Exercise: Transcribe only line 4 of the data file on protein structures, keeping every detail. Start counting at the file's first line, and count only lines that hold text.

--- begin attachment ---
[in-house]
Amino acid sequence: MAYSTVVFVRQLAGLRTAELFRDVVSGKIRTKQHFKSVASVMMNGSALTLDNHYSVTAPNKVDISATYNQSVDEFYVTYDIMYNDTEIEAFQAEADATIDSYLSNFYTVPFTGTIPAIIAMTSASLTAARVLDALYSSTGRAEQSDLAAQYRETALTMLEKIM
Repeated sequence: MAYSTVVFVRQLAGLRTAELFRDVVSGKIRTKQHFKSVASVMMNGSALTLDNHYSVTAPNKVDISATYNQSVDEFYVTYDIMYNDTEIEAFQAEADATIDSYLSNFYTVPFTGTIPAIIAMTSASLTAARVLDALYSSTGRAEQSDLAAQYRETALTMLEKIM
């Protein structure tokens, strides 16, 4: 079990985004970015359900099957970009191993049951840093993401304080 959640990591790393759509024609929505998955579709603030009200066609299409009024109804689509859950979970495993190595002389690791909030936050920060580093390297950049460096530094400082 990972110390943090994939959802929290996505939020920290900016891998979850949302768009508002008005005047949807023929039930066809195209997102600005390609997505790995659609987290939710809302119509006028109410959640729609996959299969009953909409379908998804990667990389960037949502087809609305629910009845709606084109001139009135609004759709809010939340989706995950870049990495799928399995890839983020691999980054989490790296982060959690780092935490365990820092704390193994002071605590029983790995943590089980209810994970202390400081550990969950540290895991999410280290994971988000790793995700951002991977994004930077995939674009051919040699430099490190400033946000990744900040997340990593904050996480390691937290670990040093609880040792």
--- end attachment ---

């Protein structure tokens, strides 16, 4: 079990985004970015359900099957970009191993049951840093993401304080 959640990591790393759509024609929505998955579709603030009200066609299409009024109804689509859950979970495993190595002389690791909030936050920060580093390297950049460096530094400082 990972110390943090994939959802929290996505939020920290900016891998979850949302768009508002008005005047949807023929039930066809195209997102600005390609997505790995659609987290939710809302119509006028109410959640729609996959299969009953909409379908998804990667990389960037949502087809609305629910009845709606084109001139009135609004759709809010939340989706995950870049990495799928399995890839983020691999980054989490790296982060959690780092935490365990820092704390193994002071605590029983790995943590089980209810994970202390400081550990969950540290895991999410280290994971988000790793995700951002991977994004930077995939674009051919040699430099490190400033946000990744900040997340990593904050996480390691937290670990040093609880040792």